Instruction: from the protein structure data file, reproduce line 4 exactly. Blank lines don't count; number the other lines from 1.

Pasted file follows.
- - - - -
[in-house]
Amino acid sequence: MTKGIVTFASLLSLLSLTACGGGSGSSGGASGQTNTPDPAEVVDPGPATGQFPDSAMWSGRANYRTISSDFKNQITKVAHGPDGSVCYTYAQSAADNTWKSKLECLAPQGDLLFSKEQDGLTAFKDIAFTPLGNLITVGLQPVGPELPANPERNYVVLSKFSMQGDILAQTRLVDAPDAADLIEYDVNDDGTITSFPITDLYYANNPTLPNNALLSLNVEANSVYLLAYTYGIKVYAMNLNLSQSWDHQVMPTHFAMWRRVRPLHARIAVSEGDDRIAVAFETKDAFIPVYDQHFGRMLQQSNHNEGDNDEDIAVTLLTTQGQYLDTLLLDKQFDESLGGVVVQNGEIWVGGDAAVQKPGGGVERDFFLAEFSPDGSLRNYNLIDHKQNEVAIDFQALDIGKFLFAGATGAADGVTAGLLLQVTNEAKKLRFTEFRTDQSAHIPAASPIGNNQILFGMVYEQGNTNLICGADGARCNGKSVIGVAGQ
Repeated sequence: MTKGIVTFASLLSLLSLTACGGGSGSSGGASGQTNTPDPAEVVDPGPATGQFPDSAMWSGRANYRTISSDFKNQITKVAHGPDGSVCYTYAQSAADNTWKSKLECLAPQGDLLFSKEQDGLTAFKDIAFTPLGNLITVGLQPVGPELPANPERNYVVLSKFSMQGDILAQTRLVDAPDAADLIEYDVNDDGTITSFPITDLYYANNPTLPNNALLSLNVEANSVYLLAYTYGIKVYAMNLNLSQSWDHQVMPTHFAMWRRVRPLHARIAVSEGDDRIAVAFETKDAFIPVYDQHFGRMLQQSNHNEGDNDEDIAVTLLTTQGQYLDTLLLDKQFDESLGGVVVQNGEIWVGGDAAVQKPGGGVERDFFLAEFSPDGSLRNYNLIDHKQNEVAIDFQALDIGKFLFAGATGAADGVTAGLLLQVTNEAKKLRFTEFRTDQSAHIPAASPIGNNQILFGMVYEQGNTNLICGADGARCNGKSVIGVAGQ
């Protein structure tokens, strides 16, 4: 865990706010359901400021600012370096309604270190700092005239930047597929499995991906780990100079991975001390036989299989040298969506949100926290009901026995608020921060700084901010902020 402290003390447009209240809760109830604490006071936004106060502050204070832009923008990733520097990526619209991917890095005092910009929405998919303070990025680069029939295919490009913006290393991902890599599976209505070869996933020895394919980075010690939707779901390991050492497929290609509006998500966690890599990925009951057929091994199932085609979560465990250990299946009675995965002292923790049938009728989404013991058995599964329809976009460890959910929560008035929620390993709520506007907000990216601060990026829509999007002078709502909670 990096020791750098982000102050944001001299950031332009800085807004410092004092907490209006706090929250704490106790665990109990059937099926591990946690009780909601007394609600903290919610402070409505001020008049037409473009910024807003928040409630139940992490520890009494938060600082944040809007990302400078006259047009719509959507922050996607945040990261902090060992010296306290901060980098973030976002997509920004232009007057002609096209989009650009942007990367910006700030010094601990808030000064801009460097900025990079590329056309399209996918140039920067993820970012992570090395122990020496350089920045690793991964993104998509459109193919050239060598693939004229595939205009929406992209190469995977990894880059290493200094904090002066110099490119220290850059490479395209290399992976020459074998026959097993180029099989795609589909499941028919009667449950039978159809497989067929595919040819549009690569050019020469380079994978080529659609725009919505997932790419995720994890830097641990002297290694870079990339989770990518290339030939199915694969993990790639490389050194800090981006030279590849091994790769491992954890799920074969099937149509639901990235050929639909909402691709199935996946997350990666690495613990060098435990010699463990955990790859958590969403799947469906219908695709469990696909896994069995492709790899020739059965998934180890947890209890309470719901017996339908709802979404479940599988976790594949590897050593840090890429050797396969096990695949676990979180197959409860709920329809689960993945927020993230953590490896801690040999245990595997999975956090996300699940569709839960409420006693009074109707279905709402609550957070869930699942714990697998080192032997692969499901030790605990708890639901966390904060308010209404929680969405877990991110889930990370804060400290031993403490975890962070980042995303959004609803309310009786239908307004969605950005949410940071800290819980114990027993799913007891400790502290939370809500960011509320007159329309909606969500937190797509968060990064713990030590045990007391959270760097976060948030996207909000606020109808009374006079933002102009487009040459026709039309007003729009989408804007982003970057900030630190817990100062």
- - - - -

């Protein structure tokens, strides 16, 4: 865990706010359901400021600012370096309604270190700092005239930047597929499995991906780990100079991975001390036989299989040298969506949100926290009901026995608020921060700084901010902020 402290003390447009209240809760109830604490006071936004106060502050204070832009923008990733520097990526619209991917890095005092910009929405998919303070990025680069029939295919490009913006290393991902890599599976209505070869996933020895394919980075010690939707779901390991050492497929290609509006998500966690890599990925009951057929091994199932085609979560465990250990299946009675995965002292923790049938009728989404013991058995599964329809976009460890959910929560008035929620390993709520506007907000990216601060990026829509999007002078709502909670 990096020791750098982000102050944001001299950031332009800085807004410092004092907490209006706090929250704490106790665990109990059937099926591990946690009780909601007394609600903290919610402070409505001020008049037409473009910024807003928040409630139940992490520890009494938060600082944040809007990302400078006259047009719509959507922050996607945040990261902090060992010296306290901060980098973030976002997509920004232009007057002609096209989009650009942007990367910006700030010094601990808030000064801009460097900025990079590329056309399209996918140039920067993820970012992570090395122990020496350089920045690793991964993104998509459109193919050239060598693939004229595939205009929406992209190469995977990894880059290493200094904090002066110099490119220290850059490479395209290399992976020459074998026959097993180029099989795609589909499941028919009667449950039978159809497989067929595919040819549009690569050019020469380079994978080529659609725009919505997932790419995720994890830097641990002297290694870079990339989770990518290339030939199915694969993990790639490389050194800090981006030279590849091994790769491992954890799920074969099937149509639901990235050929639909909402691709199935996946997350990666690495613990060098435990010699463990955990790859958590969403799947469906219908695709469990696909896994069995492709790899020739059965998934180890947890209890309470719901017996339908709802979404479940599988976790594949590897050593840090890429050797396969096990695949676990979180197959409860709920329809689960993945927020993230953590490896801690040999245990595997999975956090996300699940569709839960409420006693009074109707279905709402609550957070869930699942714990697998080192032997692969499901030790605990708890639901966390904060308010209404929680969405877990991110889930990370804060400290031993403490975890962070980042995303959004609803309310009786239908307004969605950005949410940071800290819980114990027993799913007891400790502290939370809500960011509320007159329309909606969500937190797509968060990064713990030590045990007391959270760097976060948030996207909000606020109808009374006079933002102009487009040459026709039309007003729009989408804007982003970057900030630190817990100062």